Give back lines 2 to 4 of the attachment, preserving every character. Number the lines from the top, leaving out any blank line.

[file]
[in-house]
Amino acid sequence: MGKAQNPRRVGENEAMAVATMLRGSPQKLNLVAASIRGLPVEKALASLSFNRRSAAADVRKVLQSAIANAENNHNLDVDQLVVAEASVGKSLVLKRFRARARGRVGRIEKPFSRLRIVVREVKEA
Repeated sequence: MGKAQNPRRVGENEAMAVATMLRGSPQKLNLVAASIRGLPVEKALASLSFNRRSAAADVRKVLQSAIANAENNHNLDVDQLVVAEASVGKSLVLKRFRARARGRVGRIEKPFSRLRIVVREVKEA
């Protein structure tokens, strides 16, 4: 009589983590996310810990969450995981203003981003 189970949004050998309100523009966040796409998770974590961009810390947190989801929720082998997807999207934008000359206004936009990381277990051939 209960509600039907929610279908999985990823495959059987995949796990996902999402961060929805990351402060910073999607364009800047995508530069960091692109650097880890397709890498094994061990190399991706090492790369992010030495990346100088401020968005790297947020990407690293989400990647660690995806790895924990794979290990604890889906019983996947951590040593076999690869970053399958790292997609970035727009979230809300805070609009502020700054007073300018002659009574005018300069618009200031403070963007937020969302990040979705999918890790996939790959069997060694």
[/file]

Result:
Amino acid sequence: MGKAQNPRRVGENEAMAVATMLRGSPQKLNLVAASIRGLPVEKALASLSFNRRSAAADVRKVLQSAIANAENNHNLDVDQLVVAEASVGKSLVLKRFRARARGRVGRIEKPFSRLRIVVREVKEA
Repeated sequence: MGKAQNPRRVGENEAMAVATMLRGSPQKLNLVAASIRGLPVEKALASLSFNRRSAAADVRKVLQSAIANAENNHNLDVDQLVVAEASVGKSLVLKRFRARARGRVGRIEKPFSRLRIVVREVKEA
């Protein structure tokens, strides 16, 4: 009589983590996310810990969450995981203003981003 189970949004050998309100523009966040796409998770974590961009810390947190989801929720082998997807999207934008000359206004936009990381277990051939 209960509600039907929610279908999985990823495959059987995949796990996902999402961060929805990351402060910073999607364009800047995508530069960091692109650097880890397709890498094994061990190399991706090492790369992010030495990346100088401020968005790297947020990407690293989400990647660690995806790895924990794979290990604890889906019983996947951590040593076999690869970053399958790292997609970035727009979230809300805070609009502020700054007073300018002659009574005018300069618009200031403070963007937020969302990040979705999918890790996939790959069997060694």